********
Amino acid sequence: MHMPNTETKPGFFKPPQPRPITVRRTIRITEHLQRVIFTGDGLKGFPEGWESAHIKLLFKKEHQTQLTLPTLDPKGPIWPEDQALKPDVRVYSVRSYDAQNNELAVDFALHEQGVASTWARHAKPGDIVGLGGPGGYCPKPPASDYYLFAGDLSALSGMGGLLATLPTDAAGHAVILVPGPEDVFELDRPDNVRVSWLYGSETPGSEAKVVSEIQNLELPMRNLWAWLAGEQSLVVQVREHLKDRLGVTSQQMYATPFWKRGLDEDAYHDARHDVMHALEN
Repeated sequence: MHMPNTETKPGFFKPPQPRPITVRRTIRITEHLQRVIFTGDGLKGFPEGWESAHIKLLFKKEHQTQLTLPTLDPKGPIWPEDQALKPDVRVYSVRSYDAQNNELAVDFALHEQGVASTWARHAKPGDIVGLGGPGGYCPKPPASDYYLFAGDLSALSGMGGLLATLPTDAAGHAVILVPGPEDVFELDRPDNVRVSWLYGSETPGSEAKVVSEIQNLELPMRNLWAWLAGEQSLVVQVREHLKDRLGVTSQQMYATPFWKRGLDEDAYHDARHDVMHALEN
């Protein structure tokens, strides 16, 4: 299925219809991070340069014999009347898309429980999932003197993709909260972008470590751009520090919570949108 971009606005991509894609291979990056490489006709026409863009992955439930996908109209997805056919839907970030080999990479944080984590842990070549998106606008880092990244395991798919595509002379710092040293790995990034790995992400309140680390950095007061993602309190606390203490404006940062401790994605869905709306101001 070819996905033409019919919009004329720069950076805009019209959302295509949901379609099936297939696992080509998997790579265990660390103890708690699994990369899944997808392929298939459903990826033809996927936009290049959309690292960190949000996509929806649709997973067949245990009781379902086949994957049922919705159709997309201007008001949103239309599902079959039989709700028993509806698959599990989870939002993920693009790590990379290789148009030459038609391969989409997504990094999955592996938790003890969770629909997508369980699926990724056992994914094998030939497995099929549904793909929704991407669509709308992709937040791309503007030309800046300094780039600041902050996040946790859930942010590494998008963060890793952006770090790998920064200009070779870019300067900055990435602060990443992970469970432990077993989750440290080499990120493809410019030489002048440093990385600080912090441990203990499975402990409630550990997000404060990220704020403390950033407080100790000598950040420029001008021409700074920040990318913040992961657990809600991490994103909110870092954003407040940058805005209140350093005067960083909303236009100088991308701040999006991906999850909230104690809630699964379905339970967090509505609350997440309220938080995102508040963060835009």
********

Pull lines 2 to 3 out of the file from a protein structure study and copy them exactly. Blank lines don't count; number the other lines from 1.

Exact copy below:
Repeated sequence: MHMPNTETKPGFFKPPQPRPITVRRTIRITEHLQRVIFTGDGLKGFPEGWESAHIKLLFKKEHQTQLTLPTLDPKGPIWPEDQALKPDVRVYSVRSYDAQNNELAVDFALHEQGVASTWARHAKPGDIVGLGGPGGYCPKPPASDYYLFAGDLSALSGMGGLLATLPTDAAGHAVILVPGPEDVFELDRPDNVRVSWLYGSETPGSEAKVVSEIQNLELPMRNLWAWLAGEQSLVVQVREHLKDRLGVTSQQMYATPFWKRGLDEDAYHDARHDVMHALEN
């Protein structure tokens, strides 16, 4: 299925219809991070340069014999009347898309429980999932003197993709909260972008470590751009520090919570949108 971009606005991509894609291979990056490489006709026409863009992955439930996908109209997805056919839907970030080999990479944080984590842990070549998106606008880092990244395991798919595509002379710092040293790995990034790995992400309140680390950095007061993602309190606390203490404006940062401790994605869905709306101001 070819996905033409019919919009004329720069950076805009019209959302295509949901379609099936297939696992080509998997790579265990660390103890708690699994990369899944997808392929298939459903990826033809996927936009290049959309690292960190949000996509929806649709997973067949245990009781379902086949994957049922919705159709997309201007008001949103239309599902079959039989709700028993509806698959599990989870939002993920693009790590990379290789148009030459038609391969989409997504990094999955592996938790003890969770629909997508369980699926990724056992994914094998030939497995099929549904793909929704991407669509709308992709937040791309503007030309800046300094780039600041902050996040946790859930942010590494998008963060890793952006770090790998920064200009070779870019300067900055990435602060990443992970469970432990077993989750440290080499990120493809410019030489002048440093990385600080912090441990203990499975402990409630550990997000404060990220704020403390950033407080100790000598950040420029001008021409700074920040990318913040992961657990809600991490994103909110870092954003407040940058805005209140350093005067960083909303236009100088991308701040999006991906999850909230104690809630699964379905339970967090509505609350997440309220938080995102508040963060835009």